At sixteen, Billy attended the Maryland Gifted and Talented Institute for High School Students. It was here he first heard about Berklee School of Music. At seventeen he went to the Shenandoah Music Camp and heard one of Stanley Clarke’s recordings featuring Tony Williams. Then he listened to some of Miles Davis records that also featured Williams. “I felt he was the most innovative drummer I had ever heard. I was mesmerized by his playing,” recalls Billy. He was overwhelmed with the sound and kept trying to learn this technique, but felt he didn’t have enough hands. “I kept saying, ‘How does he do that. It’s impossible!” Billy learned that Tony Williams’ teacher was Alan Dawson who had taught at Berklee at one time and still taught privately in the area. “My mom was already checking out the college scene. She was trying to find the school that offered the right balance of music and academics.” Having learned some things about Berklee, she was in agreement with Billy’s enthusiastic assessment of the school.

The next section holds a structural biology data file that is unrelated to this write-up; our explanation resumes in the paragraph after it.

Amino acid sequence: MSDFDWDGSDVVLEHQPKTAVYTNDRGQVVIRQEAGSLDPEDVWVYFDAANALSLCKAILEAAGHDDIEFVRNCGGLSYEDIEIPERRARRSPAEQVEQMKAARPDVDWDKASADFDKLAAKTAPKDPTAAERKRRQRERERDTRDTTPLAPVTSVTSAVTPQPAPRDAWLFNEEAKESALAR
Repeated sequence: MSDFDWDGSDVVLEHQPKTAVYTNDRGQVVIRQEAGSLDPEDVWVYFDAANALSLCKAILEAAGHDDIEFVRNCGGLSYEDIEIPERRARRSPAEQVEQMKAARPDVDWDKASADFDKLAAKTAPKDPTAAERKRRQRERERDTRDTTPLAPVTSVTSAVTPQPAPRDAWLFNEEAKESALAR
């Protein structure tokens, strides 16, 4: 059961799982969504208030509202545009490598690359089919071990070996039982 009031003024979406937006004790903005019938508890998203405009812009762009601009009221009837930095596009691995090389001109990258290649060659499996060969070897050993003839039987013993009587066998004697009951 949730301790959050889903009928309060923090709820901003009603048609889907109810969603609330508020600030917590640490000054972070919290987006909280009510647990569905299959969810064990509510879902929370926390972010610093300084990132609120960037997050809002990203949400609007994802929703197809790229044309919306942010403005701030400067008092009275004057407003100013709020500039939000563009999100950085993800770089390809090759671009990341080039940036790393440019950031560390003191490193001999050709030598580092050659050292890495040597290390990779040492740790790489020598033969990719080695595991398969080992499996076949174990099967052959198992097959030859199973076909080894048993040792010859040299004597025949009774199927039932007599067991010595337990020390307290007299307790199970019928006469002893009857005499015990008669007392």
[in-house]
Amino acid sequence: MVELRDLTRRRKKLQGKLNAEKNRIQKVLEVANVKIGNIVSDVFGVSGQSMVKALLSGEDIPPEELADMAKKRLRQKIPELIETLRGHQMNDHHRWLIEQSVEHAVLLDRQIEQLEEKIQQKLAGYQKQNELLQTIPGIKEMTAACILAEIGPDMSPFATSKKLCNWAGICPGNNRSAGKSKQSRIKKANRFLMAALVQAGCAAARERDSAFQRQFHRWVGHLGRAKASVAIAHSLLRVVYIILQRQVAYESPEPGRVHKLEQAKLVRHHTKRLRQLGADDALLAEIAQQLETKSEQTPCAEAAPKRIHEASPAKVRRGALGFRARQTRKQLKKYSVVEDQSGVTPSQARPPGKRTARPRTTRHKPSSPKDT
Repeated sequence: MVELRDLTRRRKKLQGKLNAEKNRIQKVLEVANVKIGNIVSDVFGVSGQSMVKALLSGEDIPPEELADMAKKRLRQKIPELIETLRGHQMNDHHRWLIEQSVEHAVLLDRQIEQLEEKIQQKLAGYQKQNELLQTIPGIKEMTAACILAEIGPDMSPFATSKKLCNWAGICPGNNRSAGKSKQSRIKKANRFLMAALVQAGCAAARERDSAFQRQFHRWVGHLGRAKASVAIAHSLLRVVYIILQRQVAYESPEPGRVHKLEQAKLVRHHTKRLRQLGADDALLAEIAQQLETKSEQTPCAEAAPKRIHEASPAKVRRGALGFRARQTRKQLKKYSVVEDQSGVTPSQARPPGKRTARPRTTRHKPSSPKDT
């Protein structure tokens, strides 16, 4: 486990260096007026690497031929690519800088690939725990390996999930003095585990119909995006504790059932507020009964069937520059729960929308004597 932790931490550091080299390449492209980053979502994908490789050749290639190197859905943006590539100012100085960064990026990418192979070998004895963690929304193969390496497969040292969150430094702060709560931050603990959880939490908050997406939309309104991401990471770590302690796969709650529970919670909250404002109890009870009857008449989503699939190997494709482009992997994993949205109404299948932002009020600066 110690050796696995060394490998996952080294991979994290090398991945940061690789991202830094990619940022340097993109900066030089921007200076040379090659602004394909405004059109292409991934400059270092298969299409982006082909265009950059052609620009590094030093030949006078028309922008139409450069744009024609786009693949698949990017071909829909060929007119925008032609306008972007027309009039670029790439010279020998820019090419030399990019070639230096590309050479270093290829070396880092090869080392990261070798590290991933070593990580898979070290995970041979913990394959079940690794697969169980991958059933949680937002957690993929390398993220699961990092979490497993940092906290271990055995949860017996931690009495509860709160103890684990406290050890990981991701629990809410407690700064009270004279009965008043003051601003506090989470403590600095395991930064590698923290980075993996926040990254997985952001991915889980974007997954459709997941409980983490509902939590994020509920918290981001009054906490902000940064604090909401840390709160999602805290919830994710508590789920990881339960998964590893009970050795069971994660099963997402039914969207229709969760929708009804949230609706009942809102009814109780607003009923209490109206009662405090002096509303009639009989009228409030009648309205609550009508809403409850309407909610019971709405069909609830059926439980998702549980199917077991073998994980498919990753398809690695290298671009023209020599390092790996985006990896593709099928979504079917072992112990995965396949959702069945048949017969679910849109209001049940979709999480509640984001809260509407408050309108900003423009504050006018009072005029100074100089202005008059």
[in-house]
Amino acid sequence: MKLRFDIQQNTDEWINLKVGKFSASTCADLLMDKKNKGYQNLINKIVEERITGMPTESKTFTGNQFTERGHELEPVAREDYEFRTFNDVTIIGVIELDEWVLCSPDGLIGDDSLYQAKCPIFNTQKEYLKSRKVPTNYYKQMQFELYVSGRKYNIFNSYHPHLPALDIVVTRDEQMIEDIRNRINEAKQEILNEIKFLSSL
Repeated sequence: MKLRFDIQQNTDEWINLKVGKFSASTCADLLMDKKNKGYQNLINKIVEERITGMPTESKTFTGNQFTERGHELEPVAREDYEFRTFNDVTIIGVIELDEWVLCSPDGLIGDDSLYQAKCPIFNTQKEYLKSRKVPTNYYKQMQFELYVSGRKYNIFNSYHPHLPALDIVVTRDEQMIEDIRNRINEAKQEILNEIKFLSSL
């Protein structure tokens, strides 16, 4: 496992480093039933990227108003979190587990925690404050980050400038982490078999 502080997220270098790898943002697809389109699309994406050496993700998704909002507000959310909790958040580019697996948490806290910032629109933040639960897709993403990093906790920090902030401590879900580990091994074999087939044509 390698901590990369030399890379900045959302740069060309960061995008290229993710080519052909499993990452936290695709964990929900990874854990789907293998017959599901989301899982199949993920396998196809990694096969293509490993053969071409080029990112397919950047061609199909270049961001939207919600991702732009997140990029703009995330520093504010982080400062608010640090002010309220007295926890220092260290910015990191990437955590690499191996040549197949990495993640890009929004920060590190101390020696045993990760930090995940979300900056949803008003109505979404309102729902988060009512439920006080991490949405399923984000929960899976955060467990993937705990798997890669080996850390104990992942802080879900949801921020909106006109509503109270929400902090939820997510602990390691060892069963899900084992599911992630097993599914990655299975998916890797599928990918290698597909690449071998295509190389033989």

In the meantime, Billy kept practicing and listening. Max Roach, Philly Joe Jones, Billy Cobham, they were all on the turntable. But the greatest musical influence in Billy’s life was his mother. “She taught me to have faith, be focused and anything is attainable. She is the one single person who believed in me and encouraged me. I owe any success I have to her.”